The anti-gun lobby has been cheering a recent federal court decision written by District Court Judge Susan Myerscough that prevents law-abiding citizens from carrying a firearm for protection outside their homes.
Earlier this week, however, Second Amendment advocates scored a major victory when a federal judge struck down onerous restrictions on gun owners in Maryland. According to those restrictions, Maryland citizens could carry a weapon, either open or concealed, with a license, but only if they had a “good and substantial” reason. Of course, the definition of “good and substantial” was subject to interpretation by state officials. For example, a Marylander could be issued a license to carry a firearm if she dealt in “business activities that involve heightened risk,” but not if she simply harbored a legitimate fear of being attacked on the street.
Maryland’s law was obviously written to discourage citizens from carrying firearms, and was no doubt based on the same old, tired and otherwise disproven arguments to keep firearms out of the hands of law-abiding citizens. Thankfully, U.S. District Court Judge Benson Everett Legg ruled that the law is unconstitutional, finding it to be overly broad — what amounts to a “rationing system” for gun ownership.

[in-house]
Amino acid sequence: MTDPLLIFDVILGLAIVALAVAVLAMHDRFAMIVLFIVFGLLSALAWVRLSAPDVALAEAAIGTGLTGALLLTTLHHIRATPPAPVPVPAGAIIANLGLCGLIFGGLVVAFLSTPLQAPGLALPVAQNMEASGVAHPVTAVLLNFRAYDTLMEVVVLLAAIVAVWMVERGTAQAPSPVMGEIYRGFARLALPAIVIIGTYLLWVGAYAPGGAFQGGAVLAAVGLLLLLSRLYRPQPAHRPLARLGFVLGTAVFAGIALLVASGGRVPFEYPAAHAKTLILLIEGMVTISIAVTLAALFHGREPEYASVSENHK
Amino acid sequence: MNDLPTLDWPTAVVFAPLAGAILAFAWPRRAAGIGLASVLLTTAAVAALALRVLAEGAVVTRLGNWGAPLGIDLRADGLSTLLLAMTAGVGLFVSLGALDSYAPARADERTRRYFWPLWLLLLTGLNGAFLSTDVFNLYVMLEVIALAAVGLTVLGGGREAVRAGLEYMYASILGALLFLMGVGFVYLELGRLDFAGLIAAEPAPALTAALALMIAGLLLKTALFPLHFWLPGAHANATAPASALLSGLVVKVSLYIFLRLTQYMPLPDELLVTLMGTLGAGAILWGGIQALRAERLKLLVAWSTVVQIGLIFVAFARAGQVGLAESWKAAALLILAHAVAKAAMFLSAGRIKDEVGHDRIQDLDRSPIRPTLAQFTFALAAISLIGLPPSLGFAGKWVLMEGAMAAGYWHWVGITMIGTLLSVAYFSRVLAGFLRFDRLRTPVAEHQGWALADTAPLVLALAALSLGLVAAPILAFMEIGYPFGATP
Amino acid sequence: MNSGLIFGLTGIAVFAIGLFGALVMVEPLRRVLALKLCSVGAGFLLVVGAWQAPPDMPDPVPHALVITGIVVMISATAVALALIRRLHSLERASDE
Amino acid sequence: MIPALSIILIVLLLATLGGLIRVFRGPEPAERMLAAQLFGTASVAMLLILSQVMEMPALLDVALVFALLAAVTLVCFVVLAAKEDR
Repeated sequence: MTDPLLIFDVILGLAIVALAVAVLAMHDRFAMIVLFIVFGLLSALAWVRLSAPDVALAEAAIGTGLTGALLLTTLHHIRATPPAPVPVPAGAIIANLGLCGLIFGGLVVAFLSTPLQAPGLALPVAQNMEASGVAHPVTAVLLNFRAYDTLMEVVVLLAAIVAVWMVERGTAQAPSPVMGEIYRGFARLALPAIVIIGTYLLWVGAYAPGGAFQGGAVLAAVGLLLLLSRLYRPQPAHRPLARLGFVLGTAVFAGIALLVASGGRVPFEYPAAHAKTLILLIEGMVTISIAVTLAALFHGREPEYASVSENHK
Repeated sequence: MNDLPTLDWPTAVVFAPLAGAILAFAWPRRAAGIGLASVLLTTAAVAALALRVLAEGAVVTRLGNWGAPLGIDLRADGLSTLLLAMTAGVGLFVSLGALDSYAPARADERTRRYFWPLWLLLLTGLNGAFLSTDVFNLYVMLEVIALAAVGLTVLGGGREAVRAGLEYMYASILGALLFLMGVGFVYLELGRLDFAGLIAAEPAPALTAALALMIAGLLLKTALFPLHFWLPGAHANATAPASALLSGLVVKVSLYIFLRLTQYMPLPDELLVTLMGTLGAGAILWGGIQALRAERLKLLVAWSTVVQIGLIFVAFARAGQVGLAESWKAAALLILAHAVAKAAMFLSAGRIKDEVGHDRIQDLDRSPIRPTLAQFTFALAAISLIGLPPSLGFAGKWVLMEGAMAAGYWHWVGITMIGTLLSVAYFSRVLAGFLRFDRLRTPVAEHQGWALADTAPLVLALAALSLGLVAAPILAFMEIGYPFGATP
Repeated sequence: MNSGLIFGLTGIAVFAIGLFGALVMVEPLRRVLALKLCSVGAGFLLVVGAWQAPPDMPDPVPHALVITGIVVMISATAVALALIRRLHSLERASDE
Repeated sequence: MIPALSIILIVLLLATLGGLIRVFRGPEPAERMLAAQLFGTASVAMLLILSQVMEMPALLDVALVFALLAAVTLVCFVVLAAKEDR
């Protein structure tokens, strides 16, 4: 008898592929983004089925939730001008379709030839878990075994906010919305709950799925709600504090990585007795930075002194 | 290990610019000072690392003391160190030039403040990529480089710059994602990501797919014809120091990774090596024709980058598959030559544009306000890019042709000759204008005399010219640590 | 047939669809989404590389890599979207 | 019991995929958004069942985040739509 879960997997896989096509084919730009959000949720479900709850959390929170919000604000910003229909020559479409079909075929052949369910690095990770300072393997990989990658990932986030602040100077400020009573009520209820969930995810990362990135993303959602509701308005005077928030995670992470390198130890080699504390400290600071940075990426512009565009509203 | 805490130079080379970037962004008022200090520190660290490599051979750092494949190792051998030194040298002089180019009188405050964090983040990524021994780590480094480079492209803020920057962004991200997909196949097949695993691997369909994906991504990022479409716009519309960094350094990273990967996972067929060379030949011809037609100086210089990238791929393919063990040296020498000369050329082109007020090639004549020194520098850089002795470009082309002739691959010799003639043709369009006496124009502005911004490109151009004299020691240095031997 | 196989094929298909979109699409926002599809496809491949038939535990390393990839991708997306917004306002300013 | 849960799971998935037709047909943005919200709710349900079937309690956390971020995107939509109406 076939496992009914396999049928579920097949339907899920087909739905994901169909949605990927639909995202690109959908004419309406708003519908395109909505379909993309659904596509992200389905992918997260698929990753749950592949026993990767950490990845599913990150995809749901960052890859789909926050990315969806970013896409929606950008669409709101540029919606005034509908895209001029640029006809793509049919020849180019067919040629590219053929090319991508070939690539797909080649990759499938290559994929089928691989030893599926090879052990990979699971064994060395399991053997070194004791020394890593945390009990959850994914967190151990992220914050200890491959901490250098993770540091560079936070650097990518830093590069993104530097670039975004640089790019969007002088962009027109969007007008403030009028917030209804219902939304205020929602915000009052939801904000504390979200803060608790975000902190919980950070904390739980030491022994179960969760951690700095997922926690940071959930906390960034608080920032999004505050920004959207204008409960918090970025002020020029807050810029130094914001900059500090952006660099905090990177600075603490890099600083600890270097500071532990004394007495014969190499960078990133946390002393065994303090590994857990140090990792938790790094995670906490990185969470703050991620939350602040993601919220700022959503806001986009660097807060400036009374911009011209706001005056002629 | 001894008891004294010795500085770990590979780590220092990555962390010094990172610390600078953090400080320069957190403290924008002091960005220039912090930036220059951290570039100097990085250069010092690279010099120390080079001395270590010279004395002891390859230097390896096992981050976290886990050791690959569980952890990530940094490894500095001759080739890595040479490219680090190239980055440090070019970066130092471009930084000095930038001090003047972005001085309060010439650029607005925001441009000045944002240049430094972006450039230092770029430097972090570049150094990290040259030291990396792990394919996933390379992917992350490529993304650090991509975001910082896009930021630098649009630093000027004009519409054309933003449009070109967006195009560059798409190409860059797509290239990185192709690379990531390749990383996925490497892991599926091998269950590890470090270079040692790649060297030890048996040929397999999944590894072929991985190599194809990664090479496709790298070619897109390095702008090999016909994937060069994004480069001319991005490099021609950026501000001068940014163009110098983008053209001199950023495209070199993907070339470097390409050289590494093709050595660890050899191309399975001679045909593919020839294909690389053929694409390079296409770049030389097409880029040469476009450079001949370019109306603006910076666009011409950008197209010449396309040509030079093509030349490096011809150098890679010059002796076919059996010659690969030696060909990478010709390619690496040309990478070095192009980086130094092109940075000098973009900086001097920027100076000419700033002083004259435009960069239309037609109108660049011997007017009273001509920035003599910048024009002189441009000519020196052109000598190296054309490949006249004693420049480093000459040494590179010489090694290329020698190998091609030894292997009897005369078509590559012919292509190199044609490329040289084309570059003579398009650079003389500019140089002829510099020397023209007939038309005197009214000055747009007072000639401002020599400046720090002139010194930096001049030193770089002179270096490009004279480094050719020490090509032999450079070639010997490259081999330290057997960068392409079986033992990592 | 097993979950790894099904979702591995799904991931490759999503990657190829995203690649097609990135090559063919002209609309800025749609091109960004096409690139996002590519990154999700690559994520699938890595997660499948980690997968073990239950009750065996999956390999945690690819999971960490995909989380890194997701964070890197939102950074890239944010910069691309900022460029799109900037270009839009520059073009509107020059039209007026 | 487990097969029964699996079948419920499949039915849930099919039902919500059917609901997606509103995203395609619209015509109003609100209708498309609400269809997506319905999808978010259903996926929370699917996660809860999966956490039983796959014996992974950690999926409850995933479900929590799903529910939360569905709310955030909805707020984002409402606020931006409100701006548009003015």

In his thoughtfully worded opinion, Judge Legg writes that “a law that burdens the exercise of an enumerated constitutional right by simply making that right more difficult to exercise cannot be considered ‘reasonably adapted’ to a government interest, no matter how substantial that interest may be.”
Most importantly, perhaps, Judge Legg understands that “those who drafted and ratified the Second Amendment surely knew that the right they were enshrining carried a risk of misuse, and states have considerable latitude to channel the exercise of the right in ways that will minimize that risk.” As he eloquently concluded, “States may not, however, seek to reduce the danger [of guns] by means of widespread curtailment of the right itself.”
This ruling, as much as gun control advocates decry it, is wholly consistent with the spirit of the two most recent Supreme Court decisions upholding the Second Amendment’s guarantee that people have a right to possess firearms: Heller (2008) and McDonald (2010).
Maryland is expected to appeal this decision, but Judge Legg’s opinion and reasoning is sound. Hopefully it will form the basis for a definitive Supreme Court decision in support of concealed carry.
Bob Barr represented Georgia’s Seventh District in the U.S. House of Representatives from 1995 to 2003. He provides regular commentary to Daily Caller readers.